Gal Schindler, Homeostasis, 2020. Penelope Kupfer, Blue Head, 2020

Research reveals that the average gallery-goer spends eight seconds looking at an artwork. Even that might seem on the generous side, as we’re all guilty of, at times, barely glancing up while nonetheless impulsively peering at our phones to check the real McCoy of gazing: our Instagram feeds.

Unadulterated looking. What was once a humdrum activity available to all has become – in our million-mile-an-hour culture of being always on, forever in touch, omni-informed and ultra alert – not so much a luxury as a challenge. Stand in front of a painting and count the seconds...ok, you are free to move on...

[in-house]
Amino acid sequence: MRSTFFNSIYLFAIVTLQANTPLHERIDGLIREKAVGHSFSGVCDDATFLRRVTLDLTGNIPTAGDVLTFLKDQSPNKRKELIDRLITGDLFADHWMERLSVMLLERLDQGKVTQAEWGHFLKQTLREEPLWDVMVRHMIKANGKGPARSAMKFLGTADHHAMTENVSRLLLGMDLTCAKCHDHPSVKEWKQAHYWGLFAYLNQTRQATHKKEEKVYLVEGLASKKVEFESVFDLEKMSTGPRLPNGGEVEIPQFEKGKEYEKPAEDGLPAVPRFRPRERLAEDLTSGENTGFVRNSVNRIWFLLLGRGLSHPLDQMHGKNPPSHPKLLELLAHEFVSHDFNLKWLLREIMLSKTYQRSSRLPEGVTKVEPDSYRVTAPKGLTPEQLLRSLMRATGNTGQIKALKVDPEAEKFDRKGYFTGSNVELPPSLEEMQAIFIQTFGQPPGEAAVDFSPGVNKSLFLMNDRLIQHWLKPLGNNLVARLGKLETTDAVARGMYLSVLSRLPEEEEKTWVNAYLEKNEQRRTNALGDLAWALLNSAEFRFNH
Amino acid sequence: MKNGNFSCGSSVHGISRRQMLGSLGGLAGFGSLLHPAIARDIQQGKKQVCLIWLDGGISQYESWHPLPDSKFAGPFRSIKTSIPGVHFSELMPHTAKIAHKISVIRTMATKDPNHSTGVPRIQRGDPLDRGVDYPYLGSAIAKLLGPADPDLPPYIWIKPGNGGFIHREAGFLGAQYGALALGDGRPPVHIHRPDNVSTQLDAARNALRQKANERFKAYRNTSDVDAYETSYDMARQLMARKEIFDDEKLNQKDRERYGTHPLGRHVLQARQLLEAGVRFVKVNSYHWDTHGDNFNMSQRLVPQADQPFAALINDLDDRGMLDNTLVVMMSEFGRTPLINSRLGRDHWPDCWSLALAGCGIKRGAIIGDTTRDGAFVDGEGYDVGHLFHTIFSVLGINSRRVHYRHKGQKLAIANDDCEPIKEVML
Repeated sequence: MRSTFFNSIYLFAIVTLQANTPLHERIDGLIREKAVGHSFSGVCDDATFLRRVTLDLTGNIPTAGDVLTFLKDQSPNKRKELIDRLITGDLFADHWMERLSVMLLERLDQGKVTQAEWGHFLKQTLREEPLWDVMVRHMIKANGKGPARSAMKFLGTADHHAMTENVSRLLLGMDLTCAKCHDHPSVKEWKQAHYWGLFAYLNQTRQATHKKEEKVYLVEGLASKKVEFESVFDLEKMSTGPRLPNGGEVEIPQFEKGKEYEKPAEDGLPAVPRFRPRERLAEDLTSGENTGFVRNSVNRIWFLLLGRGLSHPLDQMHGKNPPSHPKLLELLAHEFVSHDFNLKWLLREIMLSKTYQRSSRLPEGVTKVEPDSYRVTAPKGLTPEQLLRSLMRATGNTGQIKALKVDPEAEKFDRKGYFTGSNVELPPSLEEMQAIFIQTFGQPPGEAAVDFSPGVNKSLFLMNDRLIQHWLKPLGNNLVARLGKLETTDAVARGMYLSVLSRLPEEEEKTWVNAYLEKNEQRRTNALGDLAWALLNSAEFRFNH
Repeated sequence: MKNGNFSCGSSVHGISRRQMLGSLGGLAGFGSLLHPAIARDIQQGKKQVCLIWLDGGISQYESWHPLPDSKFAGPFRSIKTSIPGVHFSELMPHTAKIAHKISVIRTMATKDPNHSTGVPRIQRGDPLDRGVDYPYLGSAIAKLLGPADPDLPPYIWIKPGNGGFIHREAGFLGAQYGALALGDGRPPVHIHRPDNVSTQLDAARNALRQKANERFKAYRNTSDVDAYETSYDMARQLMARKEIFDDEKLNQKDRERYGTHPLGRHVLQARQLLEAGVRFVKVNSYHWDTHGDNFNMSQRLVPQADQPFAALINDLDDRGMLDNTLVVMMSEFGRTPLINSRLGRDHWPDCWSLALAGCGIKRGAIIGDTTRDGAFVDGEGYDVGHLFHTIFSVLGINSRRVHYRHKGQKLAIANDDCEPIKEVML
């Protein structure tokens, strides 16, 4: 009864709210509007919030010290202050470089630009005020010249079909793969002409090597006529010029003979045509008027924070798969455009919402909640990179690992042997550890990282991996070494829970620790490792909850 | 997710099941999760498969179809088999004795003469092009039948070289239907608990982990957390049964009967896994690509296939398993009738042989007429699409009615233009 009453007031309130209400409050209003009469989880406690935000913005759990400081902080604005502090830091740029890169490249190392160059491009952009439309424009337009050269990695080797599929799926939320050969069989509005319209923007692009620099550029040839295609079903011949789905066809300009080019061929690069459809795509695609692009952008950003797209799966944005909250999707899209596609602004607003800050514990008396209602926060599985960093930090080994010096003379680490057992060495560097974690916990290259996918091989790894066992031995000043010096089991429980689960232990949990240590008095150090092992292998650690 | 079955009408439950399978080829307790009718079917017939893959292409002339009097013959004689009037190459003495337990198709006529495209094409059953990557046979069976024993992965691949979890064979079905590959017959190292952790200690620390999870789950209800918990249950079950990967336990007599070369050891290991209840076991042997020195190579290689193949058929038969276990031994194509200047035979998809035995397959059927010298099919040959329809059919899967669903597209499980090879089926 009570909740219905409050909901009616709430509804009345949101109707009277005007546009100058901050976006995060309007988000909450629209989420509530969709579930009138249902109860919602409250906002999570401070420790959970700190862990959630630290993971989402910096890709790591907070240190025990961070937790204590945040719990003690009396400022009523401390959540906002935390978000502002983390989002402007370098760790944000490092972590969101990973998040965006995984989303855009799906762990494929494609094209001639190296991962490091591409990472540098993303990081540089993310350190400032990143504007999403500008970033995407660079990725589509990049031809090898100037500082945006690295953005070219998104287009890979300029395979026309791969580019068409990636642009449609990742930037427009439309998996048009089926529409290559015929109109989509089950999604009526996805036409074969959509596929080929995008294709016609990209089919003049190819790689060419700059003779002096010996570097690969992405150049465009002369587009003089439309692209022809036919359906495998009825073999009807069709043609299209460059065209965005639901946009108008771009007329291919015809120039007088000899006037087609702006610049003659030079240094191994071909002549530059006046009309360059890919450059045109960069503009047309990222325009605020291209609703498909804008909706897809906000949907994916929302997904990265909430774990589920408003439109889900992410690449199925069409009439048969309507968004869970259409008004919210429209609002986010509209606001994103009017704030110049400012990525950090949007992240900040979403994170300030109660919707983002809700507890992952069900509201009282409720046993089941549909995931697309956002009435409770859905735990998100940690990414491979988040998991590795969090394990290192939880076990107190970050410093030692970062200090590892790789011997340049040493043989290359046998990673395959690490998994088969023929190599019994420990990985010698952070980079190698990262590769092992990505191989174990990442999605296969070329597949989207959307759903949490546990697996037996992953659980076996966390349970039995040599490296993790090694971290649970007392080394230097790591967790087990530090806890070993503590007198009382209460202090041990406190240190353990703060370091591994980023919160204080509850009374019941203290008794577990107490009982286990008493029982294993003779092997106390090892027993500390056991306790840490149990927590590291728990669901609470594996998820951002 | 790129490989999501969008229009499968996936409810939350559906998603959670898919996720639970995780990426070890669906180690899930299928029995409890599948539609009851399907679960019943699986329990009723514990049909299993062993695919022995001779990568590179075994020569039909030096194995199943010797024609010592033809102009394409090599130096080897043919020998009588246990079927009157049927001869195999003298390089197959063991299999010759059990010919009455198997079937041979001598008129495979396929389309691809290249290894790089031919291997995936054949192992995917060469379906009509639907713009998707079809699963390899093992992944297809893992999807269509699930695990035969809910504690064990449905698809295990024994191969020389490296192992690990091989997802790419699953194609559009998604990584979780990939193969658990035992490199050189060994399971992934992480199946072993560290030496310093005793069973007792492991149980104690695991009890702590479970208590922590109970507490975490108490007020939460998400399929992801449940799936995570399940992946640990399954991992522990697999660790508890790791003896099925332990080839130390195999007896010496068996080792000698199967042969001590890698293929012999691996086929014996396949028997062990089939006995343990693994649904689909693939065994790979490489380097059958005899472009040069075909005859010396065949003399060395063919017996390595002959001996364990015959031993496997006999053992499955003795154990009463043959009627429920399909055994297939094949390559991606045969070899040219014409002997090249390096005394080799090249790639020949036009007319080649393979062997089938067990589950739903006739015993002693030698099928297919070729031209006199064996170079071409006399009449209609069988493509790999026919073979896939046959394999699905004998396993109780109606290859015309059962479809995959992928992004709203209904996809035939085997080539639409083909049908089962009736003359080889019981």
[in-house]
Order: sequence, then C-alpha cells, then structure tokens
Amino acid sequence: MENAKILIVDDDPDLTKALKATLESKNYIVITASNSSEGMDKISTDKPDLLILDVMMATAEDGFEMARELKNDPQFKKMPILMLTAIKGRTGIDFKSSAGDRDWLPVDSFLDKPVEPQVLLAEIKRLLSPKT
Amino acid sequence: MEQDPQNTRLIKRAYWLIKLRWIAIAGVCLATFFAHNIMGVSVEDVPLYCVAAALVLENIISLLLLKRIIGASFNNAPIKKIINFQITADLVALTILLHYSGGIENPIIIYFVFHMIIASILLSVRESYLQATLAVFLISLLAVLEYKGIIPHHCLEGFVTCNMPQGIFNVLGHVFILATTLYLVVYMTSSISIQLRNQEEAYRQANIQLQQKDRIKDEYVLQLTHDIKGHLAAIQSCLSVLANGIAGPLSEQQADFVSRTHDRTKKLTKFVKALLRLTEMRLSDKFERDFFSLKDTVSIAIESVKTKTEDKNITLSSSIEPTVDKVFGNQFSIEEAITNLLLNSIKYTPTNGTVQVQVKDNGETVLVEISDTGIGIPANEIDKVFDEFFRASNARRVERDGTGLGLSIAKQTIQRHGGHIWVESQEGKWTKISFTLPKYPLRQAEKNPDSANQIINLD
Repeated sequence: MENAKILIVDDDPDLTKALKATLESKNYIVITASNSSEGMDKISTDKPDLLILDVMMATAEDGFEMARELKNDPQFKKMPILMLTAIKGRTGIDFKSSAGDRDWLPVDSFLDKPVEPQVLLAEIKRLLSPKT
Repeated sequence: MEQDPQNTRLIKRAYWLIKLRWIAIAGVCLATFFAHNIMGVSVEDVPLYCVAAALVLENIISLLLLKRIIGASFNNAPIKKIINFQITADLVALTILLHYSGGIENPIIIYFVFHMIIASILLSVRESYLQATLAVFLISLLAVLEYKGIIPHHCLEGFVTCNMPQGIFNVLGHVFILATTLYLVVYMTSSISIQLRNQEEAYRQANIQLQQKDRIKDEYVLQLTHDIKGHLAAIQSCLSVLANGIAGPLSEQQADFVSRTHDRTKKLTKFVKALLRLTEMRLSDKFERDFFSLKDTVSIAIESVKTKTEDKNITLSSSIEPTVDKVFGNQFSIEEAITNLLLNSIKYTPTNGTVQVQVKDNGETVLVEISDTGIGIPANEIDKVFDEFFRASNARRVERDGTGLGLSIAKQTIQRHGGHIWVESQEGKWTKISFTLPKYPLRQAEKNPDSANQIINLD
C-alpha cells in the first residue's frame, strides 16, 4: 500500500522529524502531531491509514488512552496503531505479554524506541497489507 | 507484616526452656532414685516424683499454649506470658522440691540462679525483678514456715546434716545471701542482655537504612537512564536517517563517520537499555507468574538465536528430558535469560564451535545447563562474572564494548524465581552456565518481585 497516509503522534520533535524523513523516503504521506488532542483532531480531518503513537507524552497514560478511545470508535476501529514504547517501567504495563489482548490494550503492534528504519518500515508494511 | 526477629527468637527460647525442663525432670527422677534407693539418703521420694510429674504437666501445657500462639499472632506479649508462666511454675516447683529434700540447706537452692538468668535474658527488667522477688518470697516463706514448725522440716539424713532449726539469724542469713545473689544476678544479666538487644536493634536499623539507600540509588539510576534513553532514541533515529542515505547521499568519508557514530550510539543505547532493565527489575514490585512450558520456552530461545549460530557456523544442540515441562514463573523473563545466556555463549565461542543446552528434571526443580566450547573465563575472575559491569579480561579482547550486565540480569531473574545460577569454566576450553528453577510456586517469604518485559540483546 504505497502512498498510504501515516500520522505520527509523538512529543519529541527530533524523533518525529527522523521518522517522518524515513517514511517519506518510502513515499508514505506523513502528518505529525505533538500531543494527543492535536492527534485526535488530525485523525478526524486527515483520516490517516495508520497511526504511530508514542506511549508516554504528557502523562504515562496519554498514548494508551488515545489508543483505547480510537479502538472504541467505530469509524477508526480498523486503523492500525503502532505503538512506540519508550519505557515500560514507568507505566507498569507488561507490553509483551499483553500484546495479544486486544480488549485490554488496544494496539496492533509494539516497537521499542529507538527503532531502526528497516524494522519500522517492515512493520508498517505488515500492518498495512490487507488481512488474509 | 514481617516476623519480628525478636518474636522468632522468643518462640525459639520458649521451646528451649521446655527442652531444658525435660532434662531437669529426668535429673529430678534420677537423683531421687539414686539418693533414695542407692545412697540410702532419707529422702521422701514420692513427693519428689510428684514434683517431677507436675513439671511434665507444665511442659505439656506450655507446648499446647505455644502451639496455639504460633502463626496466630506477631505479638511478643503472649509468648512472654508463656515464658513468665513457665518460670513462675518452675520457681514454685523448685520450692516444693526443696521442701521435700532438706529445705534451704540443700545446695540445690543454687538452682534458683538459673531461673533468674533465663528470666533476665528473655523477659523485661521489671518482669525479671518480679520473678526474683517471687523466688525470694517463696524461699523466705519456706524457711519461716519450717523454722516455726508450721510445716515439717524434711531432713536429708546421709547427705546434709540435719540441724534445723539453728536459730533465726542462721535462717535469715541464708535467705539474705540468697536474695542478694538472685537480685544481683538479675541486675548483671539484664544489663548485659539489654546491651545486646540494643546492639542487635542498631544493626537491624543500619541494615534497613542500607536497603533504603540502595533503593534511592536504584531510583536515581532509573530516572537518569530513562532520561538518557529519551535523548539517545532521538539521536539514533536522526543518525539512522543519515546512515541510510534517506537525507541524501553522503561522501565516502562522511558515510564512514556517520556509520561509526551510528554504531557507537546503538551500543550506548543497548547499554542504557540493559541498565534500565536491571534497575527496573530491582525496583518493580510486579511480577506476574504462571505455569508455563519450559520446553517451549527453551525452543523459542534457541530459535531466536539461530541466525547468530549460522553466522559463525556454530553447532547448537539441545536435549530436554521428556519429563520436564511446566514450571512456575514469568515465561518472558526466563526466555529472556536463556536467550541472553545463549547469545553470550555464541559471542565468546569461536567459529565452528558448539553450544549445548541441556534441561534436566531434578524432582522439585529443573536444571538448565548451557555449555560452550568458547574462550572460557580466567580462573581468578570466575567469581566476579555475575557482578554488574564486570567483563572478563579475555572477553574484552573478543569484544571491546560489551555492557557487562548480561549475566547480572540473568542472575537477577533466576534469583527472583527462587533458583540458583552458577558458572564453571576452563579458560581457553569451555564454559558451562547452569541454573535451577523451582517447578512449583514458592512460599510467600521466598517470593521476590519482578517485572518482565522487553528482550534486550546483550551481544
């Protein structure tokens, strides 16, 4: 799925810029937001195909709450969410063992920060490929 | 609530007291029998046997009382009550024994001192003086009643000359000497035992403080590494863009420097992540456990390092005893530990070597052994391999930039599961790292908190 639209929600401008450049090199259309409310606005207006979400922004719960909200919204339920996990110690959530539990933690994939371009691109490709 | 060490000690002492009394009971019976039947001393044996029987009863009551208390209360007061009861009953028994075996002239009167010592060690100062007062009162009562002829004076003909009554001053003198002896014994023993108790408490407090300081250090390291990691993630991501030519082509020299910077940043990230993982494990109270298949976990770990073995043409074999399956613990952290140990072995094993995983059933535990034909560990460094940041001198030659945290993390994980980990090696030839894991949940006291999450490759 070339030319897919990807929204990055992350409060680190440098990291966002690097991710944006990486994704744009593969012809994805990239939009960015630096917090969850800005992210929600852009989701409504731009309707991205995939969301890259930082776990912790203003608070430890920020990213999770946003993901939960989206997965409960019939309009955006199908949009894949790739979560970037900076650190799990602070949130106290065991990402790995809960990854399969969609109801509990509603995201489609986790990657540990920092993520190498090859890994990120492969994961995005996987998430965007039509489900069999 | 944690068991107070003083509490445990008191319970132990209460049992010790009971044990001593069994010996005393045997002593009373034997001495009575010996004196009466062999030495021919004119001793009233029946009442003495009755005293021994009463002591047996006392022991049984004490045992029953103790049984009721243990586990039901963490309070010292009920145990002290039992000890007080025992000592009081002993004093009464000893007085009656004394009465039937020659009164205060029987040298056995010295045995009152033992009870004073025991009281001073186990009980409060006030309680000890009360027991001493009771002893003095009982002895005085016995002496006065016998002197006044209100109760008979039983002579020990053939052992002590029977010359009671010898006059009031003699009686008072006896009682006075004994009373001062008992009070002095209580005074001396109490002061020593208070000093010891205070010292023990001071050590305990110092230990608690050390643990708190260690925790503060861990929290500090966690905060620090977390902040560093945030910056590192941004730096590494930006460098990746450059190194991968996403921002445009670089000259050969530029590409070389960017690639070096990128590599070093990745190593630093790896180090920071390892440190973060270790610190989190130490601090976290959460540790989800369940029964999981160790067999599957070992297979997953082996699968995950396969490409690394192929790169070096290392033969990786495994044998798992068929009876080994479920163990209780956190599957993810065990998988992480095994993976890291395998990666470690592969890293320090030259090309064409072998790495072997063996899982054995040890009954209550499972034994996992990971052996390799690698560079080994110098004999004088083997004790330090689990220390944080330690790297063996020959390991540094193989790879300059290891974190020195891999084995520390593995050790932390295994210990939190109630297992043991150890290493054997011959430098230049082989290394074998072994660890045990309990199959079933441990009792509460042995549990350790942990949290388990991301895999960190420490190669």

But looking deeply at art is not just some much-needed respite from the bustle. Gallery-going is not a three-dimensional version of the Calm app. Critic Martin Herbert noted that painting especially ‘allows a more protracted unfurling than the rest of life’; what the onlooker stands to gain is the buzz of scouring deeper, searching for and unearthing clues, and most rewardingly, reflecting on themselves as they look. Looking inward.

The paintings in front of you have been made at varying speeds in the studio, some swiftly, others very much more slowly. We invite you to spend however long you like looking at them, and perhaps being looked at by them. As the seconds tick, watch out for something being unfurled.

Elinor Stanley, Morning, 2020

Artists featured: Gal Schindler, Elinor Stanley, Penelope Kupfer

Adam Gordon painting hovering over NYC skyline, 2022